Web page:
About 4okm further down the road the Clearwater River joined with the Lochsa River and the water became noticeably rougher. In fact I have since learned that Lochsa means “rough water” in one of the many languages of the original native inhabitants, “it has salmon” in another. Furthermore, from mid-May to mid-June the Lochsa River is rated as one of the world’s best for continuous whitewater.
Thanks Wikipedia but I digress.
Again not really ready for a stop, the necessity of utilizing the services when available had me stopping at Ryans Wilderness Inn near Lowell. Food was not necessarily the issue, I had enough on the bike. The concern was water in the warm and humid conditions. I needed enough water to last me to the next services at Lochsa Lodge 110km up the road. I didn’t particularly feel like wetting my whistle in the river with the known risks of giardia.
Cell phone coverage had long disappeared and there was not much vehicle traffic at all. It was really starting to feel quite remote.
400 Pound Bear
Highway 12 along the Lochsa River was monotonous. Spectacular scenery but it never changed and just seemed to go on and on and on…..and on. It was also quite a hard slog, an endless false flat of circa 1/2%.
I stopped by the river for a rest and to relieve the boredom.
As I lay next to my bike, eyes closed, listening to the sounds of the river I heard someone or……something approach me.
Dun dun daaaaa…
No, not a bear but a bloke with a pistol in a holster on his waist. Not a scene that I was used to or indeed was expecting. Consider my boredom suitably relieved. It turns out that he was a hunter from Portland on the trail of a 400 pound bear which he had last spotted meters from where I was lying.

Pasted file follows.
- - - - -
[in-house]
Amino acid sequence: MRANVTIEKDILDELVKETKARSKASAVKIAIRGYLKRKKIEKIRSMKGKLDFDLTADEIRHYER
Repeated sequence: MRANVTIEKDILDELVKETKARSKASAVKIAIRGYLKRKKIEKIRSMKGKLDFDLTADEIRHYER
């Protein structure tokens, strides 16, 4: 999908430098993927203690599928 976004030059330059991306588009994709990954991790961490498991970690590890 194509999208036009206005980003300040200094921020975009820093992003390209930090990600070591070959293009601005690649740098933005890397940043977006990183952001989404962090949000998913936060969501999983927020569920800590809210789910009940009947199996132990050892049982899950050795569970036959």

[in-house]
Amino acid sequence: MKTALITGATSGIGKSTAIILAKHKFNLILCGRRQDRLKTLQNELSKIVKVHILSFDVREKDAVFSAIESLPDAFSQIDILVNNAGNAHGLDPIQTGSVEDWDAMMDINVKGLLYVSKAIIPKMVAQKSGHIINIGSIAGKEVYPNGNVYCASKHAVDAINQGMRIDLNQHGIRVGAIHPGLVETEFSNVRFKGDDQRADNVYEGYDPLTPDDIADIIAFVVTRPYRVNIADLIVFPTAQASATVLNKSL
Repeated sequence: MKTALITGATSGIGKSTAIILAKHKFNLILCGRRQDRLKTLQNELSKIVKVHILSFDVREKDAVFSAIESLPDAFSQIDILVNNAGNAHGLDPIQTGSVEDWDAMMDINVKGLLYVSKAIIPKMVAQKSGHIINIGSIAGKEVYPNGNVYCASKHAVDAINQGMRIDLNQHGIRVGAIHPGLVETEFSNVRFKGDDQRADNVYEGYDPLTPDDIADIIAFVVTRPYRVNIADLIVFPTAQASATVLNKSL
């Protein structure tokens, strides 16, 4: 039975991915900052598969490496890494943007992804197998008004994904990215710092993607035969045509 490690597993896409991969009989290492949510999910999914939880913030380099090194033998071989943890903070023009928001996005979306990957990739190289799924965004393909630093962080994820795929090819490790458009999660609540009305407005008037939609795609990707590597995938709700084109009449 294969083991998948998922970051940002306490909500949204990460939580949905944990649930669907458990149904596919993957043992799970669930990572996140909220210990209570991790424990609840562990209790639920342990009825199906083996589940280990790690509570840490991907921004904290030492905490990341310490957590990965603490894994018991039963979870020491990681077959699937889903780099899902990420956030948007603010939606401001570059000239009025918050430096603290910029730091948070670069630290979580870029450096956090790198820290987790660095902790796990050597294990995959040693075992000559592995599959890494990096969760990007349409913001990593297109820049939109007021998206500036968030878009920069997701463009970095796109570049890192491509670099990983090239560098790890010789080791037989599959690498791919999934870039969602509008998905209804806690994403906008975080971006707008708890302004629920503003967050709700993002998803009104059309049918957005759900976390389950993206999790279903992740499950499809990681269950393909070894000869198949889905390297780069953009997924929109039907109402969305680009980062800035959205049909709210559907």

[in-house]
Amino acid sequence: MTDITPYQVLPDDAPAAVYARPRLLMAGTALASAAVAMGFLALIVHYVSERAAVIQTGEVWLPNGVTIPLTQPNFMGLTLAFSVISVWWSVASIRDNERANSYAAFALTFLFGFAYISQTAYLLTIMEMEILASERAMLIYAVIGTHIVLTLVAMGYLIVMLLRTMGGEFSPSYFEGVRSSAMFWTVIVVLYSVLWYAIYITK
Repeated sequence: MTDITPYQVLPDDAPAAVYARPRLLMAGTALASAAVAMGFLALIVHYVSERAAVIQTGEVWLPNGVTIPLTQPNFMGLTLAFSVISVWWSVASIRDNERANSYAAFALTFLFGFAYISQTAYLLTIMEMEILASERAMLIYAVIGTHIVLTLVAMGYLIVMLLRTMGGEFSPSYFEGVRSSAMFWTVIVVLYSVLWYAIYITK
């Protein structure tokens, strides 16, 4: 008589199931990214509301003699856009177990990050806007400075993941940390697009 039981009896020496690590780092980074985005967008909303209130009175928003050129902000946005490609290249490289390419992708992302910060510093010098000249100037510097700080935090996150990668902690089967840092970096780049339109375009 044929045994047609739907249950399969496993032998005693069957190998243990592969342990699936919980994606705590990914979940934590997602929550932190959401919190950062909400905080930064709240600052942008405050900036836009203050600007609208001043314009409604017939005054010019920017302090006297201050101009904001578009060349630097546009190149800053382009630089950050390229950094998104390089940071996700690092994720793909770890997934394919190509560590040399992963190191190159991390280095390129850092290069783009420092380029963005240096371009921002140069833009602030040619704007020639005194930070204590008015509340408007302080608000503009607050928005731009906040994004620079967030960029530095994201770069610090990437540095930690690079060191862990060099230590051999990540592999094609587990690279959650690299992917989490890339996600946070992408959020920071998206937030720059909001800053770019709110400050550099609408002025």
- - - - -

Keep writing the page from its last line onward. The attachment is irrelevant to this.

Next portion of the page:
Never a dull moment in the Trans America Bike Race.
Anyway, we were both starved of conversation and crapped on for a while about our respective areas of expertise. Me riding my bike, him killing stuff, before I took my leave to get back on the road. Suffice to say I wasn’t too fond of the idea of being in 400 pound bear country when the sun went down.
I topped up my water bottles from the massive water tanks in The Bear Hunter’s campervan, nervously spying a couple of large rifles and then hit the road again.
Another couple of hours steady slog ever so slightly uphill with only the very occasional kayaker for temporary human company and I finally arrived at Lochsa Lodge. It was about a kilometer off route but I was out of water . If I hadn’t come across The Bear Hunter earlier and topped up my water bottles I may well have been in a spot of bother.
It was quite a sprawling complex with log cabins and a large restaurant but I settled on the country store for some water and an ice cream. It turns out Lochsa Lodge was quite a popular spot for cycle tourers to stay and I chatted with a couple of Canadians from Montreal and a couple of other American guys who were touring the Trans Am route.